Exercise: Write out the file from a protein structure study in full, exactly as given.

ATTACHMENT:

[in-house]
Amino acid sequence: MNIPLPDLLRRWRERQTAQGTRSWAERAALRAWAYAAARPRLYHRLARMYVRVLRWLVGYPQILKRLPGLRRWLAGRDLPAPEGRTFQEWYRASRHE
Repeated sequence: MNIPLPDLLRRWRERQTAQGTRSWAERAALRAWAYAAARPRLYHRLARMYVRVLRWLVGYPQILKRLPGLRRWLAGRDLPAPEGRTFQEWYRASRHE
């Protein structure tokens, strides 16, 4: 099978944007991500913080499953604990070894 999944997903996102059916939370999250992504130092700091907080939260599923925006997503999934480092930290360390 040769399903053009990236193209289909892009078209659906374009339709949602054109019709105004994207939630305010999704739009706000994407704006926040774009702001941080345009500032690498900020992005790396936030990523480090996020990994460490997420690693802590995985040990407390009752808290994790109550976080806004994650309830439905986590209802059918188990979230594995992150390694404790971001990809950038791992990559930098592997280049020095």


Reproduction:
[in-house]
Amino acid sequence: MNIPLPDLLRRWRERQTAQGTRSWAERAALRAWAYAAARPRLYHRLARMYVRVLRWLVGYPQILKRLPGLRRWLAGRDLPAPEGRTFQEWYRASRHE
Repeated sequence: MNIPLPDLLRRWRERQTAQGTRSWAERAALRAWAYAAARPRLYHRLARMYVRVLRWLVGYPQILKRLPGLRRWLAGRDLPAPEGRTFQEWYRASRHE
């Protein structure tokens, strides 16, 4: 099978944007991500913080499953604990070894 999944997903996102059916939370999250992504130092700091907080939260599923925006997503999934480092930290360390 040769399903053009990236193209289909892009078209659906374009339709949602054109019709105004994207939630305010999704739009706000994407704006926040774009702001941080345009500032690498900020992005790396936030990523480090996020990994460490997420690693802590995985040990407390009752808290994790109550976080806004994650309830439905986590209802059918188990979230594995992150390694404790971001990809950038791992990559930098592997280049020095």